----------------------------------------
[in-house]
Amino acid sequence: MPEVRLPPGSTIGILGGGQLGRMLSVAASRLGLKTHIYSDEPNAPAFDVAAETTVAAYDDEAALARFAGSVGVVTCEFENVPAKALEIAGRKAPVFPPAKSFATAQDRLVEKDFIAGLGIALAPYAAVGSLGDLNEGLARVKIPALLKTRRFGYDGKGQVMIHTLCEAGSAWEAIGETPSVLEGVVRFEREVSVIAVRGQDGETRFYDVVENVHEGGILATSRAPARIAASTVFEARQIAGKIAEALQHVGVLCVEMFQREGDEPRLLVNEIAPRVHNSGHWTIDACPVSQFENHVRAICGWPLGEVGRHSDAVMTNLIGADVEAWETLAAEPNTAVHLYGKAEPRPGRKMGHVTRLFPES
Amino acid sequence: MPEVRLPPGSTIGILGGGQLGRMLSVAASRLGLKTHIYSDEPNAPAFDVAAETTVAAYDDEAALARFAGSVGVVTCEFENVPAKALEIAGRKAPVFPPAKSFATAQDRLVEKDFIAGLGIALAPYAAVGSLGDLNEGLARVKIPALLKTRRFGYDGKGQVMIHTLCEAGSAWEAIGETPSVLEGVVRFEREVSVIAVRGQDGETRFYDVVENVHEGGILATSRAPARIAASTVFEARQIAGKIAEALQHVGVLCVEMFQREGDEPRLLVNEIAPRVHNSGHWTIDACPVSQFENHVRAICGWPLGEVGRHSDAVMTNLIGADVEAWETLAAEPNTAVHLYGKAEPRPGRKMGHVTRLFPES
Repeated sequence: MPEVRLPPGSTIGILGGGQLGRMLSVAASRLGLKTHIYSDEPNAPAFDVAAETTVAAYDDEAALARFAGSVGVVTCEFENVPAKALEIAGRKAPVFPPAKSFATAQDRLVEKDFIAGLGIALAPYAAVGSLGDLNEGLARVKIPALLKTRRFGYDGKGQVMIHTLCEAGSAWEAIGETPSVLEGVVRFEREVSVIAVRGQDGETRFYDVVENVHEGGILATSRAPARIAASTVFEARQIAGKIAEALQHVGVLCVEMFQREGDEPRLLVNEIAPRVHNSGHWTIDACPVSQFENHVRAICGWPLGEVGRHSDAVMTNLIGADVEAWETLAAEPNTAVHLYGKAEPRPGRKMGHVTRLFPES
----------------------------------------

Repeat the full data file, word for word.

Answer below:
[in-house]
Amino acid sequence: MPEVRLPPGSTIGILGGGQLGRMLSVAASRLGLKTHIYSDEPNAPAFDVAAETTVAAYDDEAALARFAGSVGVVTCEFENVPAKALEIAGRKAPVFPPAKSFATAQDRLVEKDFIAGLGIALAPYAAVGSLGDLNEGLARVKIPALLKTRRFGYDGKGQVMIHTLCEAGSAWEAIGETPSVLEGVVRFEREVSVIAVRGQDGETRFYDVVENVHEGGILATSRAPARIAASTVFEARQIAGKIAEALQHVGVLCVEMFQREGDEPRLLVNEIAPRVHNSGHWTIDACPVSQFENHVRAICGWPLGEVGRHSDAVMTNLIGADVEAWETLAAEPNTAVHLYGKAEPRPGRKMGHVTRLFPES
Amino acid sequence: MPEVRLPPGSTIGILGGGQLGRMLSVAASRLGLKTHIYSDEPNAPAFDVAAETTVAAYDDEAALARFAGSVGVVTCEFENVPAKALEIAGRKAPVFPPAKSFATAQDRLVEKDFIAGLGIALAPYAAVGSLGDLNEGLARVKIPALLKTRRFGYDGKGQVMIHTLCEAGSAWEAIGETPSVLEGVVRFEREVSVIAVRGQDGETRFYDVVENVHEGGILATSRAPARIAASTVFEARQIAGKIAEALQHVGVLCVEMFQREGDEPRLLVNEIAPRVHNSGHWTIDACPVSQFENHVRAICGWPLGEVGRHSDAVMTNLIGADVEAWETLAAEPNTAVHLYGKAEPRPGRKMGHVTRLFPES
Repeated sequence: MPEVRLPPGSTIGILGGGQLGRMLSVAASRLGLKTHIYSDEPNAPAFDVAAETTVAAYDDEAALARFAGSVGVVTCEFENVPAKALEIAGRKAPVFPPAKSFATAQDRLVEKDFIAGLGIALAPYAAVGSLGDLNEGLARVKIPALLKTRRFGYDGKGQVMIHTLCEAGSAWEAIGETPSVLEGVVRFEREVSVIAVRGQDGETRFYDVVENVHEGGILATSRAPARIAASTVFEARQIAGKIAEALQHVGVLCVEMFQREGDEPRLLVNEIAPRVHNSGHWTIDACPVSQFENHVRAICGWPLGEVGRHSDAVMTNLIGADVEAWETLAAEPNTAVHLYGKAEPRPGRKMGHVTRLFPES